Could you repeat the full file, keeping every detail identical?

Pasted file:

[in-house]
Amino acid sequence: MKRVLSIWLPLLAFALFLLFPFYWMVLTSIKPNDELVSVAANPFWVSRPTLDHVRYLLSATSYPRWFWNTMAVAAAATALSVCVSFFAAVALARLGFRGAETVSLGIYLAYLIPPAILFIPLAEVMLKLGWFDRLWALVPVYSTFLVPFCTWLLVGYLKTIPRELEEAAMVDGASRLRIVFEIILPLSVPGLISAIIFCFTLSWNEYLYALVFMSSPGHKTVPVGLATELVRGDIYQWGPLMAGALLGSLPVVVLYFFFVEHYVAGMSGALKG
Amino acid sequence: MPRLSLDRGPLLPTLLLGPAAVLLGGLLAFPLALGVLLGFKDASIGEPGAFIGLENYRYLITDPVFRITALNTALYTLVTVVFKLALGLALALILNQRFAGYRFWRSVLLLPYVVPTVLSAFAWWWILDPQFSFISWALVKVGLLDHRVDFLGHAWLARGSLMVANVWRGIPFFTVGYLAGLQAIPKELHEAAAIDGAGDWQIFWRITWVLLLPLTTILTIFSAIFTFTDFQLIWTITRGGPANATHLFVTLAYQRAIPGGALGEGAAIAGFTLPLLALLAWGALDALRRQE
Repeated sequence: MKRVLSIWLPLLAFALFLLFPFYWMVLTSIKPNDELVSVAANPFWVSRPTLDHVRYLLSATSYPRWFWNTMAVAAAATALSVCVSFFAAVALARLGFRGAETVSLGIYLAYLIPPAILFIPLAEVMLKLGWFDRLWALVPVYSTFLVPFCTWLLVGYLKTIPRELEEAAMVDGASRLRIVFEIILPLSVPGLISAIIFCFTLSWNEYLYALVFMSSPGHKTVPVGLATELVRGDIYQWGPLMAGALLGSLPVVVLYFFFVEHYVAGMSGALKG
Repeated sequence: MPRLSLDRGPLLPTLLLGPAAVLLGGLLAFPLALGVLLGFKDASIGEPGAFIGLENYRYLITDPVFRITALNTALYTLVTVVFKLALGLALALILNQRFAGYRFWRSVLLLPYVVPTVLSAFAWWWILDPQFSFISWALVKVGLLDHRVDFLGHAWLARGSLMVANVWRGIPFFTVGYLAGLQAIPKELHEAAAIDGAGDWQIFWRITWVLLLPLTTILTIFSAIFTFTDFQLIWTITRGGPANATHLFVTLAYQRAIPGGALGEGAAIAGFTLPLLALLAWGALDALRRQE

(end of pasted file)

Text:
[in-house]
Amino acid sequence: MKRVLSIWLPLLAFALFLLFPFYWMVLTSIKPNDELVSVAANPFWVSRPTLDHVRYLLSATSYPRWFWNTMAVAAAATALSVCVSFFAAVALARLGFRGAETVSLGIYLAYLIPPAILFIPLAEVMLKLGWFDRLWALVPVYSTFLVPFCTWLLVGYLKTIPRELEEAAMVDGASRLRIVFEIILPLSVPGLISAIIFCFTLSWNEYLYALVFMSSPGHKTVPVGLATELVRGDIYQWGPLMAGALLGSLPVVVLYFFFVEHYVAGMSGALKG
Amino acid sequence: MPRLSLDRGPLLPTLLLGPAAVLLGGLLAFPLALGVLLGFKDASIGEPGAFIGLENYRYLITDPVFRITALNTALYTLVTVVFKLALGLALALILNQRFAGYRFWRSVLLLPYVVPTVLSAFAWWWILDPQFSFISWALVKVGLLDHRVDFLGHAWLARGSLMVANVWRGIPFFTVGYLAGLQAIPKELHEAAAIDGAGDWQIFWRITWVLLLPLTTILTIFSAIFTFTDFQLIWTITRGGPANATHLFVTLAYQRAIPGGALGEGAAIAGFTLPLLALLAWGALDALRRQE
Repeated sequence: MKRVLSIWLPLLAFALFLLFPFYWMVLTSIKPNDELVSVAANPFWVSRPTLDHVRYLLSATSYPRWFWNTMAVAAAATALSVCVSFFAAVALARLGFRGAETVSLGIYLAYLIPPAILFIPLAEVMLKLGWFDRLWALVPVYSTFLVPFCTWLLVGYLKTIPRELEEAAMVDGASRLRIVFEIILPLSVPGLISAIIFCFTLSWNEYLYALVFMSSPGHKTVPVGLATELVRGDIYQWGPLMAGALLGSLPVVVLYFFFVEHYVAGMSGALKG
Repeated sequence: MPRLSLDRGPLLPTLLLGPAAVLLGGLLAFPLALGVLLGFKDASIGEPGAFIGLENYRYLITDPVFRITALNTALYTLVTVVFKLALGLALALILNQRFAGYRFWRSVLLLPYVVPTVLSAFAWWWILDPQFSFISWALVKVGLLDHRVDFLGHAWLARGSLMVANVWRGIPFFTVGYLAGLQAIPKELHEAAAIDGAGDWQIFWRITWVLLLPLTTILTIFSAIFTFTDFQLIWTITRGGPANATHLFVTLAYQRAIPGGALGEGAAIAGFTLPLLALLAWGALDALRRQE